Protesters -- including some leftist lawmakers -- were battered and bloodied in a scuffle with riot police outside Mexico's Congress on Monday after supporters of presidential candidate Andres Manuel Lopez Obrador tried to set up a protest camp to demand a full recount in last month's election.
Lopez Obrador's backers also picketed the Federal Electoral Tribunal as it met to resolve election disputes, and maintained around-the-clock tent camps across large swaths of central Mexico City.
About eight protesters, including at least two federal lawmakers, were injured in the confrontation.
Later, the leftists briefly set up their encampment on a street further away from the Congress building as hundreds of riot police formed a line between them and the building, but then later appeared to abandon the camp.
"This is a state of siege, the rule of law has been broken, not by us but by the [government] institutions," said Aleida Alavez, a congresswoman-elect from Lopez Obrador's Democratic Revolution Party, or PRD, who took part in the protest.
Shouting "Vote by vote! Polling place by polling place!" the protesters briefly broke through a barrier and scuffled with police.
Later, officers were filmed beating several congressional Democratic Revolution representatives who tried to prevent tow trucks from hauling away three vehicles protesters had parked out front. Police then tried to remove the crowd, and some demonstrators threw stones, prompting police to fire back with tear gas.
The Federal Police said in a press statement that "a group of people blocked the entrances to the Congress building, impeding access to pedestrians and vehicles, and attempting to set up a camp to remain there."
The statement said police followed guidelines by trying to dialogue with the protesters, but that "given their refusal to withdraw, the federal police removed the blockade." Police called on the protesters to "demonstrate within the bounds of the law."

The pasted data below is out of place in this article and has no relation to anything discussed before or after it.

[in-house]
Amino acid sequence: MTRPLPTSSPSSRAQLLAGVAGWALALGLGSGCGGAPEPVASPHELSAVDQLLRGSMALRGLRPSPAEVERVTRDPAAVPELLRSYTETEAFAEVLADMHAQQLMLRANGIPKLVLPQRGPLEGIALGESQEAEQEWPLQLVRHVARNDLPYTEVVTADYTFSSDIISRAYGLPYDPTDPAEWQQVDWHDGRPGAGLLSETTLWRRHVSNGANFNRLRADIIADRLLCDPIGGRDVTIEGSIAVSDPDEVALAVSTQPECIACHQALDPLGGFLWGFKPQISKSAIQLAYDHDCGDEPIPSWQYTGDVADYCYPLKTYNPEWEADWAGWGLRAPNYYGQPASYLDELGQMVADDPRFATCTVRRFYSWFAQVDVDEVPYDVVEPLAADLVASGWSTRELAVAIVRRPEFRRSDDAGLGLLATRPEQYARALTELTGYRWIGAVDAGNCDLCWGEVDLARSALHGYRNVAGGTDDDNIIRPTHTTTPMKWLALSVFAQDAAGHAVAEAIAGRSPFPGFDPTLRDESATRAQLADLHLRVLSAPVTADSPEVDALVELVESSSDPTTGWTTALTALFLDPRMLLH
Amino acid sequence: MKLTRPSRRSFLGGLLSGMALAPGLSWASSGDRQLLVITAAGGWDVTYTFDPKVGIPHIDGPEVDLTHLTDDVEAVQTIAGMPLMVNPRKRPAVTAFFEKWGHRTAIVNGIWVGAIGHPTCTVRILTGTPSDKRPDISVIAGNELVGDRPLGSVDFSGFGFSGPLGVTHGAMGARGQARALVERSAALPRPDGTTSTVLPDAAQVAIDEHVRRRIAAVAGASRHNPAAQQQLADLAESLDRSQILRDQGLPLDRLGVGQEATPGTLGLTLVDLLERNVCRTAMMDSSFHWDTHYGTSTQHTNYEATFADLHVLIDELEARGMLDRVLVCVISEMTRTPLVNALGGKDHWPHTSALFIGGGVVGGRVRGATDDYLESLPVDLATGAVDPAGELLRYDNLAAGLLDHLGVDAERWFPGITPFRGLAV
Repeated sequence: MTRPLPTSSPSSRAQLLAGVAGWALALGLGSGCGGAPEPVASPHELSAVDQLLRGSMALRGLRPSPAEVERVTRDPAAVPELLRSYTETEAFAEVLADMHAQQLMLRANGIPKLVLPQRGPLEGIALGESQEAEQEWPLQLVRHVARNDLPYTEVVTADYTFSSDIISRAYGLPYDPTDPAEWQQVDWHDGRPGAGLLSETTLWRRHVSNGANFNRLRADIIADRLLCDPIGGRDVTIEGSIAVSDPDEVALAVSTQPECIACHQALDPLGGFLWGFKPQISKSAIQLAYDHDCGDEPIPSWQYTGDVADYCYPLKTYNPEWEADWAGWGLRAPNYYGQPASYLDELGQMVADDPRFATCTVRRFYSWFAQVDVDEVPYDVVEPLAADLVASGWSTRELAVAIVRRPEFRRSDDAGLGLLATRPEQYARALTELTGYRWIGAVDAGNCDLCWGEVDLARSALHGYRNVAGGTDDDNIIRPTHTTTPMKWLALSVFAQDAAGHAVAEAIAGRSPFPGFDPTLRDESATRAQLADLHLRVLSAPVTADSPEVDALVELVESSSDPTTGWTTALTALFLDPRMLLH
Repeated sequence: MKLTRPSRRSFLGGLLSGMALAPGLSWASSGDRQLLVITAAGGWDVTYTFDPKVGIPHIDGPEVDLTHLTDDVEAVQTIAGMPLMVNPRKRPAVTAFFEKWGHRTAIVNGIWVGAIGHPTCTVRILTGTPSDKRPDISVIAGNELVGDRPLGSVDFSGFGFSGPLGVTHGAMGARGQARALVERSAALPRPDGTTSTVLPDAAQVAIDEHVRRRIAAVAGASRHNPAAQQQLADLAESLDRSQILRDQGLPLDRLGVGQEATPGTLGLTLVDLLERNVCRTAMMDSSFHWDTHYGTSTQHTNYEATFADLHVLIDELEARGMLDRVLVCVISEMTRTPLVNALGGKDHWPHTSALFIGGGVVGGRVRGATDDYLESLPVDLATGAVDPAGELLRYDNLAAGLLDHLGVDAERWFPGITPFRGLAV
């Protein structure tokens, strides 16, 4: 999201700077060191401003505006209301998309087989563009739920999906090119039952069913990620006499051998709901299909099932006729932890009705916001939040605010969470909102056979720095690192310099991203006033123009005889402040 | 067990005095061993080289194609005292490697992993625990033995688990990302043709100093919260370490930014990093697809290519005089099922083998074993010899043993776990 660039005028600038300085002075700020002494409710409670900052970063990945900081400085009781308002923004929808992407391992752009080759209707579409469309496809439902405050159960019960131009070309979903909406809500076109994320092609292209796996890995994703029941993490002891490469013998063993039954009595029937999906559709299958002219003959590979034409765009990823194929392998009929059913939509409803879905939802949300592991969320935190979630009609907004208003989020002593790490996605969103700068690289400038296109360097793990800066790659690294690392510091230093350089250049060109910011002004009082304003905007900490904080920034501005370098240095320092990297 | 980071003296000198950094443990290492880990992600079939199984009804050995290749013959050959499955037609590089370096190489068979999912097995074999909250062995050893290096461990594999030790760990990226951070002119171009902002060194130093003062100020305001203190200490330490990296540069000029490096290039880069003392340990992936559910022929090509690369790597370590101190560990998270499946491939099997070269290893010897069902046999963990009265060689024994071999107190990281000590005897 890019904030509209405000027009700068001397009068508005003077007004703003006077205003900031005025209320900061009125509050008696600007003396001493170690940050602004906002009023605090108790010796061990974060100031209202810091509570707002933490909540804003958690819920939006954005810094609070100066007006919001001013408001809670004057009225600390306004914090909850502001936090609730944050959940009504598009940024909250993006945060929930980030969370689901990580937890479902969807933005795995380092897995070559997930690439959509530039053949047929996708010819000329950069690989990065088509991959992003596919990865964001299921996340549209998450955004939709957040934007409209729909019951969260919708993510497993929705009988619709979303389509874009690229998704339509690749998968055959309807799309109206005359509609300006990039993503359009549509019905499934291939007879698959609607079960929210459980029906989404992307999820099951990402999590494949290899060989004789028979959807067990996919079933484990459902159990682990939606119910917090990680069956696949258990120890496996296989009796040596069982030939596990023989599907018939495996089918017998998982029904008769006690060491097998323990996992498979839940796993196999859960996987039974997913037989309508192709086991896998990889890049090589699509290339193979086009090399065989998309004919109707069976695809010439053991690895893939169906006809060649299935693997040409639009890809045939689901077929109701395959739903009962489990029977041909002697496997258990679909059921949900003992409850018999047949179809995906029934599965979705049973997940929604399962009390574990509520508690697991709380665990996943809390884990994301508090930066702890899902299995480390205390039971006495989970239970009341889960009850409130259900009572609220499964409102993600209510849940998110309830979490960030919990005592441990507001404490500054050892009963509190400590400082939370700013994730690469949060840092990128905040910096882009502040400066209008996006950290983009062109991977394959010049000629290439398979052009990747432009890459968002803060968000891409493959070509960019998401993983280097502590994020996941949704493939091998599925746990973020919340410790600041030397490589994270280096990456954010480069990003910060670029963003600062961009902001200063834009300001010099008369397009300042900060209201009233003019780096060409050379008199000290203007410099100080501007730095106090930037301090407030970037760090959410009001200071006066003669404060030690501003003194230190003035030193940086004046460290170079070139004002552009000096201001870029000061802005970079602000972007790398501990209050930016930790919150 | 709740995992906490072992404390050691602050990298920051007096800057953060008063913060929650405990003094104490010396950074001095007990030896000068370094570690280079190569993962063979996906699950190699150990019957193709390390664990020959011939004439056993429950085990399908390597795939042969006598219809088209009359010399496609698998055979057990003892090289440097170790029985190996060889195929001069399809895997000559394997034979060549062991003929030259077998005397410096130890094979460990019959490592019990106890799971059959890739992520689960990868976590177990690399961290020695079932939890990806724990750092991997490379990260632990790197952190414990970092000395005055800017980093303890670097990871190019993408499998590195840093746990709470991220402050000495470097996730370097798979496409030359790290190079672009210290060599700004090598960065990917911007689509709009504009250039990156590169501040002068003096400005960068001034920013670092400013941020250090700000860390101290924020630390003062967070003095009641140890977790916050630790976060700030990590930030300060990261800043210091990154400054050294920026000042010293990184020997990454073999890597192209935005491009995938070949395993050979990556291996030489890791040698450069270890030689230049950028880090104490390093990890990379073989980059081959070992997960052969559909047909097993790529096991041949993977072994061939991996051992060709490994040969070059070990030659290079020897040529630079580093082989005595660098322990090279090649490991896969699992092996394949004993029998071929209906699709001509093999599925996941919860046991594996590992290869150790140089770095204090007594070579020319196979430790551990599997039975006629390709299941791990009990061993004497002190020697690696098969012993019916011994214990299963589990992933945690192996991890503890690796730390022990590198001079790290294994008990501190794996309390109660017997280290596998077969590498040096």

The PRD lawmakers later filed a complaint against police, and said Senator Elias Moreno Brizuela had suffered a rib injury, Congressman Juan Jose Garcia suffered minor head wounds, and three other legislators were apparently bruised or shaken.
"Not even in the worst era of the PRI did they do this," Moreno Brizuela said, referring to the Institutional Revolutionary Party, which ruled Mexico with a heavy hand from 1929 to 2000. "They attacked us and beat us."
Lopez Obrador told a rally later that "we won't allow ourselves to be provoked," adding "this is a message to intimidate us, but we are not cowards, Mr. President."
At news conference on Monday conservative presidential candidate Felipe Calderon called on Lopez Obrador "to reconsider his attitude." Calderon expressed confidence that he would ultimately be confirmed as the nation's next president.
Lopez Obrador has told his supporters to dig in for what could be years of demonstrations amid signs that a partial recount of the ballots is not going to reverse Calderon's slim lead in the official count.
Lopez Obrador contends that fraud was responsible for the official vote count that gave Calderon, of Fox's National Action Party, an advantage of about 240,000 ballots in the July 2 race. He has continued to demand a recount of all 41 million votes, but the Federal Electoral Tribunal ordered a recount in 9 percent of the polling places where it said there was evidence of irregularities.